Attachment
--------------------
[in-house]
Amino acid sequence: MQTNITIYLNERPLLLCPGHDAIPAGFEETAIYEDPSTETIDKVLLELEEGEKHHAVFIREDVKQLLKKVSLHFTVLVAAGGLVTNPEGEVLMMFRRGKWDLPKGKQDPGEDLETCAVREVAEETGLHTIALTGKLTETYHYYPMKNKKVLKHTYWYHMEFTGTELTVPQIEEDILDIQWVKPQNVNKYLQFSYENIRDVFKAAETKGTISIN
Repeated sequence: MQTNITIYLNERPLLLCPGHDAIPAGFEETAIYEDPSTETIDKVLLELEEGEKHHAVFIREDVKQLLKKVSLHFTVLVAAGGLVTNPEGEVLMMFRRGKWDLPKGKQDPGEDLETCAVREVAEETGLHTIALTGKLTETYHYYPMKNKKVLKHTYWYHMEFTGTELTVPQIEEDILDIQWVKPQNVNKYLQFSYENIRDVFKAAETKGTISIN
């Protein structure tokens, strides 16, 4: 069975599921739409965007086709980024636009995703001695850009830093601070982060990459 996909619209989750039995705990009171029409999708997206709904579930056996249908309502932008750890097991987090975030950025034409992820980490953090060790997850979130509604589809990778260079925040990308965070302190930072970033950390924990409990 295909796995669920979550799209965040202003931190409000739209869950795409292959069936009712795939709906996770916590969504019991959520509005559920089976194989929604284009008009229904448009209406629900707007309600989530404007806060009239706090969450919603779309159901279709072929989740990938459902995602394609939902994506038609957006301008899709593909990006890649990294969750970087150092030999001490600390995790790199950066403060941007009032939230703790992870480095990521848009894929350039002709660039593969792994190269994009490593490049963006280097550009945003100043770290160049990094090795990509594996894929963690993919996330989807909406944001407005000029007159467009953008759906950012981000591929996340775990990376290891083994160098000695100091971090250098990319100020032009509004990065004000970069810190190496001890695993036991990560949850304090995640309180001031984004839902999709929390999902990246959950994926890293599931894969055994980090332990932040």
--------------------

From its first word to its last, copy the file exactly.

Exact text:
[in-house]
Amino acid sequence: MQTNITIYLNERPLLLCPGHDAIPAGFEETAIYEDPSTETIDKVLLELEEGEKHHAVFIREDVKQLLKKVSLHFTVLVAAGGLVTNPEGEVLMMFRRGKWDLPKGKQDPGEDLETCAVREVAEETGLHTIALTGKLTETYHYYPMKNKKVLKHTYWYHMEFTGTELTVPQIEEDILDIQWVKPQNVNKYLQFSYENIRDVFKAAETKGTISIN
Repeated sequence: MQTNITIYLNERPLLLCPGHDAIPAGFEETAIYEDPSTETIDKVLLELEEGEKHHAVFIREDVKQLLKKVSLHFTVLVAAGGLVTNPEGEVLMMFRRGKWDLPKGKQDPGEDLETCAVREVAEETGLHTIALTGKLTETYHYYPMKNKKVLKHTYWYHMEFTGTELTVPQIEEDILDIQWVKPQNVNKYLQFSYENIRDVFKAAETKGTISIN
């Protein structure tokens, strides 16, 4: 069975599921739409965007086709980024636009995703001695850009830093601070982060990459 996909619209989750039995705990009171029409999708997206709904579930056996249908309502932008750890097991987090975030950025034409992820980490953090060790997850979130509604589809990778260079925040990308965070302190930072970033950390924990409990 295909796995669920979550799209965040202003931190409000739209869950795409292959069936009712795939709906996770916590969504019991959520509005559920089976194989929604284009008009229904448009209406629900707007309600989530404007806060009239706090969450919603779309159901279709072929989740990938459902995602394609939902994506038609957006301008899709593909990006890649990294969750970087150092030999001490600390995790790199950066403060941007009032939230703790992870480095990521848009894929350039002709660039593969792994190269994009490593490049963006280097550009945003100043770290160049990094090795990509594996894929963690993919996330989807909406944001407005000029007159467009953008759906950012981000591929996340775990990376290891083994160098000695100091971090250098990319100020032009509004990065004000970069810190190496001890695993036991990560949850304090995640309180001031984004839902999709929390999902990246959950994926890293599931894969055994980090332990932040």